Likewise, energy density needs are a bit higher for the heifers, but this energy can easily be acquired by a little extra intake that heifers always seem willing to eat. These diets tend to be around 60 net energy for lactation (NEL). Looking back at the vitamin E requirement for the dry cows, heifers will certainly be in excess of their requirement, and the cost increase here may suggest they have different minerals and rations to better target each. Each dairy can weigh the plusses and minuses of the potential convenience and the added cost. Based on my experience, you can have nice springers and healthy dry cows ready to enter the close-up pen when they share a ration.
At times, I see a farm use ionophores in heifer rations but not with far-off dry cows. The evidence and science would suggest an efficiency improvement when these are fed. As well, in our new sustainability-impacted environment, methane reduction can be achieved by feeding an ionophore. Just be sure to watch the level of the ionophore in each diet for the different classes of animals. Monensin is the ionophore of choice if far-off dry cows and pregnant heifers share either a mineral supplement or the total ration.
Back in the “send them out to pasture” days, we were very negative on the forage quality that was often offered to dry cows. The funny thing is that now we love to feed these low-quality roughages to dry cows. Using wheat straw, corn stalks, grass hay, and some pretty “trashy” cotton by-products is perfect for these cows, but only as a part of a balanced diet.
Similarly, can low-cost, opportunity by-product ingredients be used? We must ask the same question about refusals. What these two ingredient types have in common is an inconsistent supply and probable variability in nutrient density and moisture content. Diets for far-off dry cows are a good place to take advantage of these lower-cost ingredients. Using the alternate ration function in your feeding software and including ingredients like wet brewers grain, wet beet pulp, various vegetable leftovers, and lactating ration refusals can save significant cost. These cows have solid, high roughage rations and healthy rumens that seem to go with the flow with careful ration changes based on variable supplies. This approach takes some effort and can be successful. The risk to be concerned about is an oversupply and potential overfeeding of these opportunity ingredients and having heavy, over-conditioned animals as a result.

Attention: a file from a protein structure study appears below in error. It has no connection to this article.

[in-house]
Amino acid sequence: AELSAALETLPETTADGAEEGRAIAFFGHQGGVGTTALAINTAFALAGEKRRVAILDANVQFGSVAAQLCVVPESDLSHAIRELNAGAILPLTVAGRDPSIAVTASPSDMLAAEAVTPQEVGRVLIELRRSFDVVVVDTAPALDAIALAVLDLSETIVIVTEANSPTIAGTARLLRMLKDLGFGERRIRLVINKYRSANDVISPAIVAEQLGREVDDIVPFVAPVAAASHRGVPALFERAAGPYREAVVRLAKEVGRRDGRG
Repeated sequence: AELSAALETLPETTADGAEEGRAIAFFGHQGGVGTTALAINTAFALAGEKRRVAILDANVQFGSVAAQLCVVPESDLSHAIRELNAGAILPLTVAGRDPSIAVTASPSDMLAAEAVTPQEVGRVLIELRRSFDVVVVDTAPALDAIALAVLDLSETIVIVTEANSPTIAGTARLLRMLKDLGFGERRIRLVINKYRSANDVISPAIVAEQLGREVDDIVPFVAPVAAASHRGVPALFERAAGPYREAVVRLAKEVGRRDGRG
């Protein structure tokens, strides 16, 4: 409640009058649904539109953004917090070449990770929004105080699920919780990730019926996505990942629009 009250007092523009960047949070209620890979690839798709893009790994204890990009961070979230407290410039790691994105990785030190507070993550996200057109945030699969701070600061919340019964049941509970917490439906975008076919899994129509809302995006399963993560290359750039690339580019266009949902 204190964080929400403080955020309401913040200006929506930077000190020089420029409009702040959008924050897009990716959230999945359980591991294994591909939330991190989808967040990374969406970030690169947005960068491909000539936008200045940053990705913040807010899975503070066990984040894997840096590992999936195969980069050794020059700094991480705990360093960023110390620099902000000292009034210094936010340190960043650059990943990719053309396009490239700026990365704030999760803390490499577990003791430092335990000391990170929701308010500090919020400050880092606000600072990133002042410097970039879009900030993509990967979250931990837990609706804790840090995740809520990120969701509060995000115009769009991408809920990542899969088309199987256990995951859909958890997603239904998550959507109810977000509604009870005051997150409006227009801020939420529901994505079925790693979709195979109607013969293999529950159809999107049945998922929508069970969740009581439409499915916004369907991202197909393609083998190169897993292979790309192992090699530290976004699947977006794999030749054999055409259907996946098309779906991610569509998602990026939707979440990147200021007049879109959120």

When looking at far-off dry cow rations, we have many options. They are great places to save some feed cost by taking advantage of variable ingredients, and much care should be taken there. At the same time, these diets have an infinite number of successful formulations that can easily supply the needs of the dry cow. Take care to not overfeed energy and use a correctly formulated vitamin/mineral supplement that probably offers more vitamin E than you thought. Feeding dry cows correctly is a small detail that will pay dividends across the dairy, and saving too much money on this diet will likely come back and bite you.